Evidence for Liquid Water on Mars?
There’s been a lot of excitement this afternoon about possible evidence for water on Mars from the Compact Reconnaissance Imaging Spectrometer for Mars (CRISM) on board the Mars Reconaissance Orbiter (MRO). Unfortunately, but I suppose inevitably, some of the media coverage has been a bit over the top, presenting the results as if they were proof of liquid water flowing on the Red Planet’s surface; NASA itself has pushed this interpretation. I think the results are indeed very interesting – but not altogether surprising, and by no means proof of the existence of flows of liquid water. And although they may indeed provide evidence confirming that there is water on Mars, we knew that already (at least in the form of ice and water vapour).
The full results are reported in a paper in Nature Geoscience. The abstract reads:
Determining whether liquid water exists on the Martian surface is central to understanding the hydrologic cycle and potential for extant life on Mars. Recurring slope lineae, narrow streaks of low reflectance compared to the surrounding terrain, appear and grow incrementally in the downslope direction during warm seasons when temperatures reach about 250–300 K, a pattern consistent with the transient flow of a volatile species1, 2, 3. Brine flows (or seeps) have been proposed to explain the formation of recurring slope lineae1, 2, 3, yet no direct evidence for either liquid water or hydrated salts has been found4. Here we analyse spectral data from the Compact Reconnaissance Imaging Spectrometer for Mars instrument onboard the Mars Reconnaissance Orbiter from four different locations where recurring slope lineae are present. We find evidence for hydrated salts at all four locations in the seasons when recurring slope lineae are most extensive, which suggests that the source of hydration is recurring slope lineae activity. The hydrated salts most consistent with the spectral absorption features we detect are magnesium perchlorate, magnesium chlorate and sodium perchlorate. Our findings strongly support the hypothesis that recurring slope lineae form as a result of contemporary water activity on Mars.
Here’s a picture taken with the High Resolution Imaging Science Experiment (HIRISE) on MRO showing some of the recurring slope lineae (RSL):
You can see a wonderful gallery of other HIRISE images of other such features here.
The dark streaky stains in this and other examples are visually very suggestive of the possibility they were produced by flowing liquid. They also come and go with the Martian seasons, which suggests that they might involve something that melts in the summer and freezes in the winter. Putting these two facts together raises the quite reasonable question of whether, if that is indeed how they’re made, that liquid might be water.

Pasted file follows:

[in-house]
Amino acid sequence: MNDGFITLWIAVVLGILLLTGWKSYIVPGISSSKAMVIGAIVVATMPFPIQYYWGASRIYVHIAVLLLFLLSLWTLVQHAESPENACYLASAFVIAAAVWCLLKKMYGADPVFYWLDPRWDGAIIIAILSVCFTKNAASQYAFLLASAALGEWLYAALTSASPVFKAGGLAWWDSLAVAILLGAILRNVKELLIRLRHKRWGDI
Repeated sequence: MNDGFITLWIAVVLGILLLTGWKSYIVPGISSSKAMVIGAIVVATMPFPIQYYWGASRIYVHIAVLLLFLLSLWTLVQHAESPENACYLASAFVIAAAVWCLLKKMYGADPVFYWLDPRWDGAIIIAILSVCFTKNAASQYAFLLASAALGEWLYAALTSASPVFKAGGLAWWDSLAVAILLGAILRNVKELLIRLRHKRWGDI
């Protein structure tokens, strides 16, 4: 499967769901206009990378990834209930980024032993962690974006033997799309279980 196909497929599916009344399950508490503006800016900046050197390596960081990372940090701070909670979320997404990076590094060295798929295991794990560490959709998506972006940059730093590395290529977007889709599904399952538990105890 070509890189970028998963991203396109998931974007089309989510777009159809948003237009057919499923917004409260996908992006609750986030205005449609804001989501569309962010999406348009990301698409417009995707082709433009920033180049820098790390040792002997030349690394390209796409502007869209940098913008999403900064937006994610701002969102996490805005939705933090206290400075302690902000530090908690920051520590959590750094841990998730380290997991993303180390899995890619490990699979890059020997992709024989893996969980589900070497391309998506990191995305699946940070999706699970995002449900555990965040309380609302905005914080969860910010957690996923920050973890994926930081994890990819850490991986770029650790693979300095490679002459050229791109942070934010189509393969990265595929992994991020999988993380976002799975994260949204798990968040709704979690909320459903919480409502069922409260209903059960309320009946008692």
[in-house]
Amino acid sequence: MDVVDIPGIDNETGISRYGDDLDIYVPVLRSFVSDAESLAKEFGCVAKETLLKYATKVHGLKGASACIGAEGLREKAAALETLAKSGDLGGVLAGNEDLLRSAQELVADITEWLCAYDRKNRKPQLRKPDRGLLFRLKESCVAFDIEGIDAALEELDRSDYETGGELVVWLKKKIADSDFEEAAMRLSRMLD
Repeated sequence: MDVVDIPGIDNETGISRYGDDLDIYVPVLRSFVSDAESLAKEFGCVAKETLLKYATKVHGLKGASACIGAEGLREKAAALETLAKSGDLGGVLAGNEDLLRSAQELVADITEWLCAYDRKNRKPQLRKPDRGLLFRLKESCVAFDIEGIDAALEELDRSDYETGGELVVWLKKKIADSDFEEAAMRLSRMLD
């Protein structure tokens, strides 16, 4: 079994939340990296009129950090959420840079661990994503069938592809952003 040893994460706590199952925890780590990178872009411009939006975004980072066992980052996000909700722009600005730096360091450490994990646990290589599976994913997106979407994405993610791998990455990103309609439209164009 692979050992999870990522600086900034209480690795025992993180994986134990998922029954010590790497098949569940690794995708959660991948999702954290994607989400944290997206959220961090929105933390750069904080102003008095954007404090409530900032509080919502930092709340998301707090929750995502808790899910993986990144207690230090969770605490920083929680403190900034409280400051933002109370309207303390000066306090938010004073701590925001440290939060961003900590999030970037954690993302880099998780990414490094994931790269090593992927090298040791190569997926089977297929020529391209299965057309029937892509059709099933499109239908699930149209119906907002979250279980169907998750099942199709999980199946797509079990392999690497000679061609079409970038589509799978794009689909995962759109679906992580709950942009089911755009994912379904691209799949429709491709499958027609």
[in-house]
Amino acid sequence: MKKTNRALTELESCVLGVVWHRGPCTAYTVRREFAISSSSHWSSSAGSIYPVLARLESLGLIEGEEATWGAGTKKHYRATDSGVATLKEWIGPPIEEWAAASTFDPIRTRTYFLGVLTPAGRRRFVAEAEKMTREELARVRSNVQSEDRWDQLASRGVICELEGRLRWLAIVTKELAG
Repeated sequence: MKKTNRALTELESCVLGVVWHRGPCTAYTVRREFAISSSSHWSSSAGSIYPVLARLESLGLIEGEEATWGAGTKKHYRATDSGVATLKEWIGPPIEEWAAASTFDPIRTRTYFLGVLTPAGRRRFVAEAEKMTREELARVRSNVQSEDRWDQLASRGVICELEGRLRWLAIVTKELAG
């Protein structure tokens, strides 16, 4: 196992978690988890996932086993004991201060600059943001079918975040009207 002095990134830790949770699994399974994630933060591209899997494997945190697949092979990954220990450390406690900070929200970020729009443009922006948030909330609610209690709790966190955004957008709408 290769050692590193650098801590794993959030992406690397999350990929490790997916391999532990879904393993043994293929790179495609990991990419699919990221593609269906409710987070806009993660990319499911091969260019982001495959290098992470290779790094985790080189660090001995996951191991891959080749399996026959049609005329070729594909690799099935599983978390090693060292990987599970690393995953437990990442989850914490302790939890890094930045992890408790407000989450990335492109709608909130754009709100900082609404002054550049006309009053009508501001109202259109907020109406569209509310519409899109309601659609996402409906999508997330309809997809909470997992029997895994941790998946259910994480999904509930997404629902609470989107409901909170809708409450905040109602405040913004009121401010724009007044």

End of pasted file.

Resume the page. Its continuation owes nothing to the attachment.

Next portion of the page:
What is new about the latest results that adds to the superb detail revealed by the HIRISE images – is that there is spectroscopic information that yields clues about the chemical composition of the stuff in the RSLs:
The black lines denote spectra that are taken at two different locations; the upper one has been interpreted as indicating the presence of some mixture of hydrated Calcium, Magnesium and Sodium Perchlorates (i.e. salts). I’m not a chemical spectroscopist so I don’t know whether other interpretations are possible, though I can’t say that I’m overwhelmingly convinced by the match between the data from laboratory specimens and that from Mars…
Anyway, if that is indeed what the spectroscopy indicates then the obvious conclusion is that there is water present, for without water there can be no hydrated salts. This water could have been absorbed from the atmospheric vapour or from the ice below the surface. The presence of salts would lowers the melting point of water ice, so this could explain how there could be some form of liquid flow at the sub-zero temperatures prevalent even in a Martian summer. It would not be pure running water, however, but an extremely concentrated salt solution, much saltier than sea water, probably in the form of a rather sticky brine. This brine might flow – or perhaps creep – down the sloping terrain (briefly) in the summer and then freeze. But nothing has actually been observed to flow in such a way. It seems to me – as a non-expert – that the features could be caused not by a flow of liquid, but by the disruption of the Martian surface, caused by melting and freezing, involving movement of solid material, or perhaps localized seeping. I’m not saying that it’s impossible that a flow of briny liquid is responsible for the features, just that I think it’s far from proven. But there’s no doubt that whatever is going on is fascinatingly complicated!
The last sentence of the abstract quoted above reads:
Our findings strongly support the hypothesis that recurring slope lineae form as a result of contemporary water activity on Mars.
I’m not sure about the “strongly support” but “contemporary water activity” is probably fair as it includes the possibilities I discussed above, but it does seem to have led quite a few people to jump to the conclusion that it means “flowing water”, which I don’t think it does. Am I wrong to be so sceptical? Let me know through the comments box!Follow @telescoper